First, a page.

Monday, October 1, 2012

Back to the Future + Junior Dance Club = BAD

Note: This story originally ran in Angelo State University's Ramdiculous Page in November 2011.

I was your typical twelve-year-old geek in junior high, a veritable fountain of useless trivia and poor social skills. The Adderall didn't help, but let's not stray from the topic at hand.

Back in those days, Internet usage was a damn hard thing to come by. We didn't get Internet access in the Parsons household until 2001, so most of my 'net usage came from my grandfather, my aunt, or my parents’ workplace.

So there I was one day, perusing Back to the Future fansites for no good reason other than Back to the Future is the best movie trilogy EVER. I firmly believed it then, I firmly believe it now.

That particular day, I found an interesting bit of trivia about Part I. As it happens, Doc doesn't throw away Marty's letter after ripping it up! It's a quick sleight-of-hand, but Christopher Lloyd puts the torn letter fragments in his coat pocket! That's how Doc was able to keep the note, tape it back up, and survive the terrorists' gunfire!

OOOOOH! This was HUGE news to Young Bryce. I absolutely had to share this fascinating movie trivia with EVERYONE. And what a cowinkydink, Junior Dance Club's big fancy dance was that evening.

First off, let me apologize for what comes next in our story. Understand that I was still twelve, and VERY much still a bright-eyed, fascinated kid. Still am, actually, but back THEN I had even worse social skills than I have now. Which is saying something.

For you see, I told EVERY SINGLE GIRL I DANCED WITH ABOUT DOC'S LETTER. Even the ones who hadn't seen BTTF. And I think that later on in the evening, I realized how much of a dork I'd been. Facepalm.

But OHHH, it gets better.

Several years went by. Junior Dance Club became a distant memory in my Central High School years, and the little BTTF faux pas became nothing more than an embarrassing memory. I was counting on being safely forgotten by the girls from other junior highs that came to Central, and I was nearly positive that the Glenn JHS girls had forgotten about it completely.

And I made it to my senior year without anyone bringing it up. So yes, it was in the back of my mind, and I figured I'd never hear about it again.

One day in Ms. McKinney's English class, before class started, a girl I liked named Christie Smith beckoned me over to where she was sitting with a group of female classmates.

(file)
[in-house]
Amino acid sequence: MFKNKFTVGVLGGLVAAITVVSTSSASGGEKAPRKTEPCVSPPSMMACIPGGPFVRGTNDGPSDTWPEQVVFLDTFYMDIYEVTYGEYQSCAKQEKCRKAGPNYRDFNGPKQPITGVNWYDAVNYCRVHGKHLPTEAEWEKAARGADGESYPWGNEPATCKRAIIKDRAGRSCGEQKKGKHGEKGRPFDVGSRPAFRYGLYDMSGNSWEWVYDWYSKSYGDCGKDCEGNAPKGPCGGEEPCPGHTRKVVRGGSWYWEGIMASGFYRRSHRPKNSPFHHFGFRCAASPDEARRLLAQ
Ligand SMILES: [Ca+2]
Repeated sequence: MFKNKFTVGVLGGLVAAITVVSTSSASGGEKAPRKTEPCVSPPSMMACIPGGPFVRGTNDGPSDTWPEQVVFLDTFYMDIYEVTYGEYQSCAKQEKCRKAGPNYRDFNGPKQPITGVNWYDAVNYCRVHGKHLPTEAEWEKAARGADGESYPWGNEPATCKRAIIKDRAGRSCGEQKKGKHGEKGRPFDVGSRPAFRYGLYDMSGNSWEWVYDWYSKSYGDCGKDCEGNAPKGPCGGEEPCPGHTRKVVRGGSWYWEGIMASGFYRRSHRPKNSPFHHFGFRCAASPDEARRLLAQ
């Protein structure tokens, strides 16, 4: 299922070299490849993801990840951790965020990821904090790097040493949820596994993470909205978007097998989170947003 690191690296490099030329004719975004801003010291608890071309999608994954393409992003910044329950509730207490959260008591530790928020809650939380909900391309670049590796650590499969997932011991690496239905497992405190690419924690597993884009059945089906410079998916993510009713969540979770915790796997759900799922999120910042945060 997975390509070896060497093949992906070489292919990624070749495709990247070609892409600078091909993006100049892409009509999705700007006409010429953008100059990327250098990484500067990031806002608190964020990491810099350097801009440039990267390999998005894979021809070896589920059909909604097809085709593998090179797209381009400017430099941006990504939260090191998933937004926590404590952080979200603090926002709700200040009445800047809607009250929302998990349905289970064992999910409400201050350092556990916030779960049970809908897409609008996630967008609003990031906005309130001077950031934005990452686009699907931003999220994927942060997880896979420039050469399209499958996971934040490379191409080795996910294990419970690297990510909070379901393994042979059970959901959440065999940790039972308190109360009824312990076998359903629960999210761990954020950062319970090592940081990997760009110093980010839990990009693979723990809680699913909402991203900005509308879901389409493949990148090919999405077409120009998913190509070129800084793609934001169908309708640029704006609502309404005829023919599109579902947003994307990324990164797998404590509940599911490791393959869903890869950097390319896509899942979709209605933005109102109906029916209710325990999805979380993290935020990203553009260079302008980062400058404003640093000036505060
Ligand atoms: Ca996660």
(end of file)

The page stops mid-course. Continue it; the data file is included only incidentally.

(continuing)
"Hey Bryce," she said, giving me a curious look. "Were you in Junior Dance Club?"

I immediately didn't like where this was going. "Yes," I said nervously.

"Were you that guy that told me the secret to Back to the Future?"

Oh sweet, merciful God, no.

"He told me all about how Doc saved this note," she told the girls. "I hadn't seen that movie then, but I've seen it since," she added.

Seeing what must have been a truly horrified look on my face, she quickly added, "But it's okay, it's totally cool!"

That did it, then. A girl I crushed on in high school knew my geeky secret and shared it with people who probably would forget it a day later. Fortunately, I was able to laugh it off, and she even mentioned it in my senior yearbook when she signed it.

Christie Smith. Haven't kept up with her. I should look her up sometime.

Monday, July 9, 2012

Family Reunions: A Breakdown

Family reunions absolutely fascinate me.

This past weekend, I attended one in Fredericksburg, Texas. And I think that it was the first time that I paid any attention to the recurring themes.

There's always some kind of set structure for a family reunion; a proper protocol for organizing things. Without fail, a typical annual family reunion has its own tropes that it follows.

Wednesday, June 20, 2012

My BBC World Service experience

Real life is full of bizarre incidents.

They don't happen unless you make them happen. It's like what Doctor Who might tell you: you don't just cross paths with the bizarre unless you take a chance or two.

For a moment, consider the BBC World Service, probably the best that international journalism has to offer. Of all the paths I thought I might cross, I never thought I'd cross paths with them in my professional career. They are the cream of the crop, the best of the best.

So what happened when I did? The short answer: something bizarre.